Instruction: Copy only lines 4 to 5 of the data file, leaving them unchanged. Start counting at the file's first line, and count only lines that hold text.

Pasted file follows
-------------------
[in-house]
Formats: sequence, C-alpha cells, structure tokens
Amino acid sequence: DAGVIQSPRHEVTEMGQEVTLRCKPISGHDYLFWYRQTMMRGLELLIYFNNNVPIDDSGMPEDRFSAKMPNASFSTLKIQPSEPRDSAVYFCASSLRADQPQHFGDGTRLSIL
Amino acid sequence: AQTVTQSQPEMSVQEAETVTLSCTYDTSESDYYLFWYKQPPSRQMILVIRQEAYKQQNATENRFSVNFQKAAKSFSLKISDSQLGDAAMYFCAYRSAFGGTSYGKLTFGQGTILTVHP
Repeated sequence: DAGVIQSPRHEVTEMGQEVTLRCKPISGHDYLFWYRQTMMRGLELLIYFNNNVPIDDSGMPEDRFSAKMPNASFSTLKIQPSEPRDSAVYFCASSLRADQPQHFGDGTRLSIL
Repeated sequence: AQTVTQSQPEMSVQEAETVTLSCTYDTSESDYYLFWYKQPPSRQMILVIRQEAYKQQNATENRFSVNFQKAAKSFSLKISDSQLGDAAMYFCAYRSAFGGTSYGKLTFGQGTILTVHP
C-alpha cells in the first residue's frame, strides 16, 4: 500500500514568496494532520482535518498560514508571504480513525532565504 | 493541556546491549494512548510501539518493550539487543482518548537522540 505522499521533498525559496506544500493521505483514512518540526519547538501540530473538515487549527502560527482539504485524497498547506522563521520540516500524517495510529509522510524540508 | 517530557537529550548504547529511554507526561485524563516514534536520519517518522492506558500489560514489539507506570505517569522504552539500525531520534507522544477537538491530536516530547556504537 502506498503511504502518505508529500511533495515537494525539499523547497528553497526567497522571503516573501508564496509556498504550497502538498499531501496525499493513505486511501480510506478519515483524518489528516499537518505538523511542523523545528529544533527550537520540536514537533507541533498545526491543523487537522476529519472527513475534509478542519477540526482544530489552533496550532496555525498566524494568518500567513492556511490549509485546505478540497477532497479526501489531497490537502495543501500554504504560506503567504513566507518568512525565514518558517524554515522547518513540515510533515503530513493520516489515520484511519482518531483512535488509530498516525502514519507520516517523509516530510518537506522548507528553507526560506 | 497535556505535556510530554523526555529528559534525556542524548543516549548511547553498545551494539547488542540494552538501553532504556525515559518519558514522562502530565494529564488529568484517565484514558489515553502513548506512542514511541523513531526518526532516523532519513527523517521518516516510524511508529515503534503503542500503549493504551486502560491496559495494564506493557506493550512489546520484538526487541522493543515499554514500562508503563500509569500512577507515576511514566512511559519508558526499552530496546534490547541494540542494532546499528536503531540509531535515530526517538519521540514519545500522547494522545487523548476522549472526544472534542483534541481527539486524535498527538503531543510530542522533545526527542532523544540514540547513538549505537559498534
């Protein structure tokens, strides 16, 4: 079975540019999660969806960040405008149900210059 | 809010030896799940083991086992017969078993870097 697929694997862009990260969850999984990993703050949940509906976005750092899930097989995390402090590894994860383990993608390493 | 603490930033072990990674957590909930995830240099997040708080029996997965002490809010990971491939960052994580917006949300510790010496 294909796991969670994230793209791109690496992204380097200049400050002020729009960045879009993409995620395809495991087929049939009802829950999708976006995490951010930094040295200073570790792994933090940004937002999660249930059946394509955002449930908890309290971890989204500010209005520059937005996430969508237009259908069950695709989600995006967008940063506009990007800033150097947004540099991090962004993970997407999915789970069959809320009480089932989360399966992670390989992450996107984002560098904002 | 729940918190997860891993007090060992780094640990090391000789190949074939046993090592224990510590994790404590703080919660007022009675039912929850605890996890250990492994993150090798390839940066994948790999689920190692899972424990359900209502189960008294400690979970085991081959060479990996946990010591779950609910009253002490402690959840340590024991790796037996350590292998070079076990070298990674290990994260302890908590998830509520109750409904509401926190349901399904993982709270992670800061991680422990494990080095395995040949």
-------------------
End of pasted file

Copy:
Amino acid sequence: AQTVTQSQPEMSVQEAETVTLSCTYDTSESDYYLFWYKQPPSRQMILVIRQEAYKQQNATENRFSVNFQKAAKSFSLKISDSQLGDAAMYFCAYRSAFGGTSYGKLTFGQGTILTVHP
Repeated sequence: DAGVIQSPRHEVTEMGQEVTLRCKPISGHDYLFWYRQTMMRGLELLIYFNNNVPIDDSGMPEDRFSAKMPNASFSTLKIQPSEPRDSAVYFCASSLRADQPQHFGDGTRLSIL